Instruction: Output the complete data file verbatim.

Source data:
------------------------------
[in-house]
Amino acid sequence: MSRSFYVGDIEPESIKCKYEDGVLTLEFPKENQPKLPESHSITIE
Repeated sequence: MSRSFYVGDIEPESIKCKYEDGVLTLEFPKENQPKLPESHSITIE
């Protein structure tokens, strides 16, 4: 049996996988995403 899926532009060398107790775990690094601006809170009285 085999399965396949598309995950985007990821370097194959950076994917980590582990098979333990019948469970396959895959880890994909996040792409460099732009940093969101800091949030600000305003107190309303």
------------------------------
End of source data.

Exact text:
[in-house]
Amino acid sequence: MSRSFYVGDIEPESIKCKYEDGVLTLEFPKENQPKLPESHSITIE
Repeated sequence: MSRSFYVGDIEPESIKCKYEDGVLTLEFPKENQPKLPESHSITIE
């Protein structure tokens, strides 16, 4: 049996996988995403 899926532009060398107790775990690094601006809170009285 085999399965396949598309995950985007990821370097194959950076994917980590582990098979333990019948469970396959895959880890994909996040792409460099732009940093969101800091949030600000305003107190309303």